There comes a time when ecommerce start-ups must take a serious look at their future growth. Breaking in to the biz can be easy, but success requires careful planning. A third-party fulfillment provider can lend you their experience and infrastructure to help you develop a strategy for efficient expansion - but you need to make sure they align with your business goals, brand objectives, and growth potential. To help you find the right 3PL provider that's in-tune with your goals, keep the following elements in mind.
Your logistics provider should be as flexible as your industry – able to grow and scale its services alongside your business. At Fulfillment Works, experienced account managers lead dedicated warehouse teams to master all aspects of our clients’ fulfillment needs – including their unique products, customers, and shipping policies.
Data is king, and you need to be able to access it even as your ecommerce site changes and grows. Ideally, a 3PL provider should have no problem integrating your current technology and software solutions to keep everything working seamlessly. Our online fulfillment management platform has limitless integration potential.
When your goal is strategic growth, you don’t want a fulfillment company who think of you as just another tenant renting warehouse space. In other words, you don’t want a 3PL provider – you want a 3PL partner, who understands your brand, business, and fulfillment challenges. At Fulfillment Works, we believe in providing a customized level of service. We have helped ecommerce companies both large and small reach their goals for growth. Contact us today with your specific challenges to learn exactly how we can help.
There are LOTS of moving parts under the hood of a well-oiled ecommerce operation. Try as you might, unpredictable situations are bound to occur. To help customers with common questions, have your shipping and returns policies outlined on your website. In most cases, an FAQ-style page allows you to clearly state your policies in a format that customers will understand.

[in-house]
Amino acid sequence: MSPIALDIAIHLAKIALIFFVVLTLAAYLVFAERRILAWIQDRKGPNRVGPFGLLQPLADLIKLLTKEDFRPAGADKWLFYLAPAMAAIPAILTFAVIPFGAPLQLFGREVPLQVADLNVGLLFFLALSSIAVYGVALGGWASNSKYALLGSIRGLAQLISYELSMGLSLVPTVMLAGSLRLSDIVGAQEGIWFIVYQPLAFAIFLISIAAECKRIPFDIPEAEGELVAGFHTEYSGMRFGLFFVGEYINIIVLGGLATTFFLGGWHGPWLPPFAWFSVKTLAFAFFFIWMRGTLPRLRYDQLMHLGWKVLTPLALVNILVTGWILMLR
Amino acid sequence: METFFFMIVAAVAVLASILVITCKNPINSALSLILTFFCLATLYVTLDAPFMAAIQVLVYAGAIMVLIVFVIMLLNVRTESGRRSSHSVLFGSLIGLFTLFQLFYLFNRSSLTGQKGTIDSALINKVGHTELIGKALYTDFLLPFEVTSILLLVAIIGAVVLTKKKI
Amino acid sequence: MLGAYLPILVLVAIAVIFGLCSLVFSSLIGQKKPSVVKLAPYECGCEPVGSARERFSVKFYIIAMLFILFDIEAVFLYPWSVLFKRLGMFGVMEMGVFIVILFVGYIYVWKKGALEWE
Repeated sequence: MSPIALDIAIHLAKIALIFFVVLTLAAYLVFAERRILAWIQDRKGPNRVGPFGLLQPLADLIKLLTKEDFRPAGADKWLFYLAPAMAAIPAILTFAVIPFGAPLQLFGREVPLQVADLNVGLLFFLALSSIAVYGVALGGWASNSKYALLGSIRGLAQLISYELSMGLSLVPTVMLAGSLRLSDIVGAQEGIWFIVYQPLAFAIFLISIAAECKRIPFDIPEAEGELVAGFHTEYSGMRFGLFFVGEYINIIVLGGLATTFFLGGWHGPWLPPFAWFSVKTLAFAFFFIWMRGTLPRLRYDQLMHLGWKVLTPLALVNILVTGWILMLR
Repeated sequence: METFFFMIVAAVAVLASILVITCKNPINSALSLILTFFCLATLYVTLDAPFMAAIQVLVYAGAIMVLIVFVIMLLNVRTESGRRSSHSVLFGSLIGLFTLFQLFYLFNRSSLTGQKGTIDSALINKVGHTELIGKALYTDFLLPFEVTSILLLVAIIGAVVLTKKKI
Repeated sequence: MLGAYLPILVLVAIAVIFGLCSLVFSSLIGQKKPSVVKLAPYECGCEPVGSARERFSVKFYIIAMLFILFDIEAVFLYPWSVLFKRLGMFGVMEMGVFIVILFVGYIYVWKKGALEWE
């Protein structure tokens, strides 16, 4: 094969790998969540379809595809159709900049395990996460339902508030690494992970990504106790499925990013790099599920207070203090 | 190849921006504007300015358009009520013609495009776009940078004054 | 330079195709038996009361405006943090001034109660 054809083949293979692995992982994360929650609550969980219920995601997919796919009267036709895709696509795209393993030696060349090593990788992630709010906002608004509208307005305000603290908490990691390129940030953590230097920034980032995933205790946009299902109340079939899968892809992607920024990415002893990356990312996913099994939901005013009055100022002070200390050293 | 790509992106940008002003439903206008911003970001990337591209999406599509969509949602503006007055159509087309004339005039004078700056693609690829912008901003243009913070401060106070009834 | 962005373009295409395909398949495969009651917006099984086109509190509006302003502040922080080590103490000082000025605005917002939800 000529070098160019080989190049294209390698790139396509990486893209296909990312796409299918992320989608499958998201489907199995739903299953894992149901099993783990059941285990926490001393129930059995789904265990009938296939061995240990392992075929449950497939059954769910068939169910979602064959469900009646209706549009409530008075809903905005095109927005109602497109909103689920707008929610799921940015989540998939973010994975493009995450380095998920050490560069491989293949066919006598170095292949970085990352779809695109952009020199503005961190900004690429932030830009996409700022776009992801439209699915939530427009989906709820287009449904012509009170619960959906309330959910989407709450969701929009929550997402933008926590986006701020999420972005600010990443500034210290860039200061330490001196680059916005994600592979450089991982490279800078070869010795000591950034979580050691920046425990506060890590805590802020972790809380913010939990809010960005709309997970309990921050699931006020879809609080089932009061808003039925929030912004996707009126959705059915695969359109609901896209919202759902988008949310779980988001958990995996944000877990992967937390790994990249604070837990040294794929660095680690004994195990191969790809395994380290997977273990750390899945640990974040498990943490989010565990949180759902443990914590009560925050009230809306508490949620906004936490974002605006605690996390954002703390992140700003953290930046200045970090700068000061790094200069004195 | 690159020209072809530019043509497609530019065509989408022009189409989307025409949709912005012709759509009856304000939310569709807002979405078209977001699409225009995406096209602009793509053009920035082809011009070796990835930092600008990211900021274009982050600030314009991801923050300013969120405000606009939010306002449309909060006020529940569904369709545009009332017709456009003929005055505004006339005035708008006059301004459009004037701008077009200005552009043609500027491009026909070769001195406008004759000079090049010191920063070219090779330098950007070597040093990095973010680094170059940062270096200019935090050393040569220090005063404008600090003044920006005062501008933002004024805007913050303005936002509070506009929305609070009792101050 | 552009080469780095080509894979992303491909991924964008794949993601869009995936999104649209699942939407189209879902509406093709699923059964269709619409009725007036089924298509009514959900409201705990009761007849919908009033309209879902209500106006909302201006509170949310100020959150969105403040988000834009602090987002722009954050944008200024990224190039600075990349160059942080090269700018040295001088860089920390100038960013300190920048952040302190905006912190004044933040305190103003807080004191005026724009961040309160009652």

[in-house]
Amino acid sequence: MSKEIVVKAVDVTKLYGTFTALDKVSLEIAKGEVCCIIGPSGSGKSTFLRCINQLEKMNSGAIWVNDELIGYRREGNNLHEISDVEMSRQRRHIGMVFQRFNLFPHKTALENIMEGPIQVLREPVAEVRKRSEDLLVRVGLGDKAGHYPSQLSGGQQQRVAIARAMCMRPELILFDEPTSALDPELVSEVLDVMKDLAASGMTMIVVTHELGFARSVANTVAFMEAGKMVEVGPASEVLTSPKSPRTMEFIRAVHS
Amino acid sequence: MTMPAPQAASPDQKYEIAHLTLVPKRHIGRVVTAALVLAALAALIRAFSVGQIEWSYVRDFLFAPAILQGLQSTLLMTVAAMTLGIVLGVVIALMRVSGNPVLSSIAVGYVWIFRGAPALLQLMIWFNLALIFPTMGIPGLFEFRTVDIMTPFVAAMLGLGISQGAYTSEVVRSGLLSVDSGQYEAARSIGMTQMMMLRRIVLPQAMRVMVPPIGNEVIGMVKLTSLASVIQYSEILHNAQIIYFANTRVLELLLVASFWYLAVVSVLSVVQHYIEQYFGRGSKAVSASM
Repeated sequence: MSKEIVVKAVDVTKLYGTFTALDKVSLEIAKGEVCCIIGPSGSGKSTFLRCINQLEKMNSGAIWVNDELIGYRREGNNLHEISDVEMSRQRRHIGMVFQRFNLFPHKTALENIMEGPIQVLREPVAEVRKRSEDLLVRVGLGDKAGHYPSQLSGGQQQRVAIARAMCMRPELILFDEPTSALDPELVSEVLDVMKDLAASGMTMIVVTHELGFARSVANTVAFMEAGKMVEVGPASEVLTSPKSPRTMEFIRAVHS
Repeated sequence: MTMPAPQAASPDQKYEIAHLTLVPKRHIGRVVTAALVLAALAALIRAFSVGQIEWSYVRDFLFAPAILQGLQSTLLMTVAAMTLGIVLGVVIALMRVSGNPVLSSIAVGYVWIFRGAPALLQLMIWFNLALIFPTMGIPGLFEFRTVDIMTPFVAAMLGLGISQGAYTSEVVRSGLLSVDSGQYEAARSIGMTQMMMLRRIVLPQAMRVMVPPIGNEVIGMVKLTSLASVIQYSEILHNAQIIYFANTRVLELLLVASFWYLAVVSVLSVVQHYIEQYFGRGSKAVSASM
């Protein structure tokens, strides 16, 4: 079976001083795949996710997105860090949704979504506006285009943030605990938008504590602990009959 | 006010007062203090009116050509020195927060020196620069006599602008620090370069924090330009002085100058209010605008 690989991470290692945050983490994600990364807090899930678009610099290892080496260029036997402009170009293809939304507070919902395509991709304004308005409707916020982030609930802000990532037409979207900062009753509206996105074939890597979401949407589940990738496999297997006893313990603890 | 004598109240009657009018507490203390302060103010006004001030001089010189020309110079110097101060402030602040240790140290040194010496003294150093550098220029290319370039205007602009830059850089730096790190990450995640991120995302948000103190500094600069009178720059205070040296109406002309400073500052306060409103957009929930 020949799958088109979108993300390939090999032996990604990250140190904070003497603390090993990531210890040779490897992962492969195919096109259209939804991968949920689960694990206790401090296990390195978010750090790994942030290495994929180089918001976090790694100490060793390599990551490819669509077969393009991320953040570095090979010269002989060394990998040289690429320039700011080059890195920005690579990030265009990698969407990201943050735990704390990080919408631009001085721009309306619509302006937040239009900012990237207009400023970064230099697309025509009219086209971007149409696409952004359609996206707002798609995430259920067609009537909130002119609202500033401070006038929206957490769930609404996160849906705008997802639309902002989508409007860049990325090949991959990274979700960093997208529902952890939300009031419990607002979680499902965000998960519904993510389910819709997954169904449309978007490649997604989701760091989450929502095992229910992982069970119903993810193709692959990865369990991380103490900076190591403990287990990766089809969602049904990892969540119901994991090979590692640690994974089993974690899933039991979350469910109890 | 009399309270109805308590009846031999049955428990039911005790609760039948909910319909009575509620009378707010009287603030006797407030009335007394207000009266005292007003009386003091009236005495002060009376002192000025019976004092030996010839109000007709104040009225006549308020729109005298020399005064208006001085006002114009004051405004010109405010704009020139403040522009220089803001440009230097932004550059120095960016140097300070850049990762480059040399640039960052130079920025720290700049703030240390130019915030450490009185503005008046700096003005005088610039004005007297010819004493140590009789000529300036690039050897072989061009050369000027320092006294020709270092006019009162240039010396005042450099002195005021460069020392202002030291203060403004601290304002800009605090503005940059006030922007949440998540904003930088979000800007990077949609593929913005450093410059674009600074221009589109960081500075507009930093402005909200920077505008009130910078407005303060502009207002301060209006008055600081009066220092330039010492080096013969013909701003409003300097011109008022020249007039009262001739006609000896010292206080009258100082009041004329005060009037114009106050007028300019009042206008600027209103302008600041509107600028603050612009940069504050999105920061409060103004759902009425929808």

When developing this content, your customer service staff should be able to provide frequently asked questions that are specific to your business. At minimum, you’ll want to address the following general areas:
Shipment lead time
Most online customers assume that their orders ship out the same or next day. If your average lead times don't fall into that timeframe, you should explicitly state how long it takes an order to ship. Otherwise, you may see a higher number of calls from customers asking about their order status.
Military destinations require customs forms for deliveries and restrict on the types of items they will accept. Plus, not all carriers deliver to military addresses. Clarify whether you ship to military addresses, which products are eligible for military delivery, the carrier used for military shipments, and any additional rules or restrictions.
Packages can be returned as undeliverable if the address is wrong or incomplete, or if the recipient refuses to accept delivery. Make sure your customers understand that it takes time to process packages that are returned as undeliverable - which can impact how long it takes to re-ship or issue a refund.
As the ecommerce industry continues to evolve, so too do approaches to customer service. For example, self-service support – where customers use FAQs, user forums, site content, or other means to solve a problem or answer a question without the assistance of customer service staff – is more popular than ever. While this approach to customer service certainly has benefits, it may be detrimental to make self-service content the sole focus of your customer service efforts.
Self-service content works best when it's supported by a customer contact center. The two work together – call centers provide personalized service and fill in the gaps commonly found in self-service resources. Meanwhile, self-service content lightens the load on your call center. Call centers can also provide some extra advantages over self-service content, such as: